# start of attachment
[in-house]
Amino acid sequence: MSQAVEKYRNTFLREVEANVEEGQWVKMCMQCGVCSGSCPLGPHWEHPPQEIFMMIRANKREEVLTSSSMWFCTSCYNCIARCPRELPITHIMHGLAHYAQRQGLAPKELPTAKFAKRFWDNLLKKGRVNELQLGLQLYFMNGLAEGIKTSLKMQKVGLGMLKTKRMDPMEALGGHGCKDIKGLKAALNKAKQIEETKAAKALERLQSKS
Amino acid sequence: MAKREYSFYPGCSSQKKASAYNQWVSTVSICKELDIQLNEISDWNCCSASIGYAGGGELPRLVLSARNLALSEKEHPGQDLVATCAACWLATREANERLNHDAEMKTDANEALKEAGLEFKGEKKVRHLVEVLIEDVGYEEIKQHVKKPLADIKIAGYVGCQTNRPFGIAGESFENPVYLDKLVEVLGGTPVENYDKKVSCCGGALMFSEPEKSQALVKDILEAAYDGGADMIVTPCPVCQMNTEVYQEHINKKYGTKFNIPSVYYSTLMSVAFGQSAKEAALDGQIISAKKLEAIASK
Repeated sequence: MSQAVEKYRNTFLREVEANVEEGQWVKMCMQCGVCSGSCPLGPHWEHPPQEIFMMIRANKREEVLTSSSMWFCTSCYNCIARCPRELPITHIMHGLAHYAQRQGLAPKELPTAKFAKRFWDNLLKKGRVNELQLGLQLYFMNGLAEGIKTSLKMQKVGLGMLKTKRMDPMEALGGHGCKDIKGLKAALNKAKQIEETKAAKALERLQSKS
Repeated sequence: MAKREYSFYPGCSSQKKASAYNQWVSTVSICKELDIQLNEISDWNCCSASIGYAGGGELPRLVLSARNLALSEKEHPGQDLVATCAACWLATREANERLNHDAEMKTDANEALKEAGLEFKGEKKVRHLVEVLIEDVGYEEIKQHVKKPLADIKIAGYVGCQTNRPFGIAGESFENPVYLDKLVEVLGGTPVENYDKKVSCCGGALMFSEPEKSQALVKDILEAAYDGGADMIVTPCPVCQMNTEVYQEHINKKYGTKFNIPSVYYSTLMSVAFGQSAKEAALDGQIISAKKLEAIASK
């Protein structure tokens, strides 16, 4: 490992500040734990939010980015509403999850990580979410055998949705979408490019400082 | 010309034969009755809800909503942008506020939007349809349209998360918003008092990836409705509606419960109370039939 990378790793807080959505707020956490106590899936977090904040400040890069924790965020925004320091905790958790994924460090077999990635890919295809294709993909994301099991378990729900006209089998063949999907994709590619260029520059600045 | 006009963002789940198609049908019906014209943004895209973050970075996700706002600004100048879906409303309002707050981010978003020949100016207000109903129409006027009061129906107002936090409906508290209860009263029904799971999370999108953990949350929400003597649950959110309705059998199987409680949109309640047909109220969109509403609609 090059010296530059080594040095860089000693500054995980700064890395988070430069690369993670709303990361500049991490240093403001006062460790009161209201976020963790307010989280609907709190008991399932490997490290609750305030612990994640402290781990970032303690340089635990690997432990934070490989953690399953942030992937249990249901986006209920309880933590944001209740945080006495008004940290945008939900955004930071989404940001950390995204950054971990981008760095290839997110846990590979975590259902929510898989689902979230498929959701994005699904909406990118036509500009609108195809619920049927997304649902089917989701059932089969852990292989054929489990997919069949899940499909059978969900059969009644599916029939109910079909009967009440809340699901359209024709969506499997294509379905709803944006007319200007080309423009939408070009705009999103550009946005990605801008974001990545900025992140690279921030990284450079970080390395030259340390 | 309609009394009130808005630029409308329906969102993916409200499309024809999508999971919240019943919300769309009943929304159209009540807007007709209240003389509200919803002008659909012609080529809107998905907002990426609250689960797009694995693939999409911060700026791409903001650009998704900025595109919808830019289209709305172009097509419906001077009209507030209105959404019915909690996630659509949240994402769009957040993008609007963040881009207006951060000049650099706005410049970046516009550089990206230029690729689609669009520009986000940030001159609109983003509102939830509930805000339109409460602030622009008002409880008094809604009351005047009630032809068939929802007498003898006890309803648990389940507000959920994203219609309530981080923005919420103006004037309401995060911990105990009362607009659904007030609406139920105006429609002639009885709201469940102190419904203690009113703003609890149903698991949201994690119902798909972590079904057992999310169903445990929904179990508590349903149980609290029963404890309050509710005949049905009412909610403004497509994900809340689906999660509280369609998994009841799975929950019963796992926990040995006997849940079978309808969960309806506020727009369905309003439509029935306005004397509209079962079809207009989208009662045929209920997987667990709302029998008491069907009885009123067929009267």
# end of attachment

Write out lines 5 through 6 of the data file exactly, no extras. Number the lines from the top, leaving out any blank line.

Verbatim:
Repeated sequence: MAKREYSFYPGCSSQKKASAYNQWVSTVSICKELDIQLNEISDWNCCSASIGYAGGGELPRLVLSARNLALSEKEHPGQDLVATCAACWLATREANERLNHDAEMKTDANEALKEAGLEFKGEKKVRHLVEVLIEDVGYEEIKQHVKKPLADIKIAGYVGCQTNRPFGIAGESFENPVYLDKLVEVLGGTPVENYDKKVSCCGGALMFSEPEKSQALVKDILEAAYDGGADMIVTPCPVCQMNTEVYQEHINKKYGTKFNIPSVYYSTLMSVAFGQSAKEAALDGQIISAKKLEAIASK
């Protein structure tokens, strides 16, 4: 490992500040734990939010980015509403999850990580979410055998949705979408490019400082 | 010309034969009755809800909503942008506020939007349809349209998360918003008092990836409705509606419960109370039939 990378790793807080959505707020956490106590899936977090904040400040890069924790965020925004320091905790958790994924460090077999990635890919295809294709993909994301099991378990729900006209089998063949999907994709590619260029520059600045 | 006009963002789940198609049908019906014209943004895209973050970075996700706002600004100048879906409303309002707050981010978003020949100016207000109903129409006027009061129906107002936090409906508290209860009263029904799971999370999108953990949350929400003597649950959110309705059998199987409680949109309640047909109220969109509403609609 090059010296530059080594040095860089000693500054995980700064890395988070430069690369993670709303990361500049991490240093403001006062460790009161209201976020963790307010989280609907709190008991399932490997490290609750305030612990994640402290781990970032303690340089635990690997432990934070490989953690399953942030992937249990249901986006209920309880933590944001209740945080006495008004940290945008939900955004930071989404940001950390995204950054971990981008760095290839997110846990590979975590259902929510898989689902979230498929959701994005699904909406990118036509500009609108195809619920049927997304649902089917989701059932089969852990292989054929489990997919069949899940499909059978969900059969009644599916029939109910079909009967009440809340699901359209024709969506499997294509379905709803944006007319200007080309423009939408070009705009999103550009946005990605801008974001990545900025992140690279921030990284450079970080390395030259340390 | 309609009394009130808005630029409308329906969102993916409200499309024809999508999971919240019943919300769309009943929304159209009540807007007709209240003389509200919803002008659909012609080529809107998905907002990426609250689960797009694995693939999409911060700026791409903001650009998704900025595109919808830019289209709305172009097509419906001077009209507030209105959404019915909690996630659509949240994402769009957040993008609007963040881009207006951060000049650099706005410049970046516009550089990206230029690729689609669009520009986000940030001159609109983003509102939830509930805000339109409460602030622009008002409880008094809604009351005047009630032809068939929802007498003898006890309803648990389940507000959920994203219609309530981080923005919420103006004037309401995060911990105990009362607009659904007030609406139920105006429609002639009885709201469940102190419904203690009113703003609890149903698991949201994690119902798909972590079904057992999310169903445990929904179990508590349903149980609290029963404890309050509710005949049905009412909610403004497509994900809340689906999660509280369609998994009841799975929950019963796992926990040995006997849940079978309808969960309806506020727009369905309003439509029935306005004397509209079962079809207009989208009662045929209920997987667990709302029998008491069907009885009123067929009267």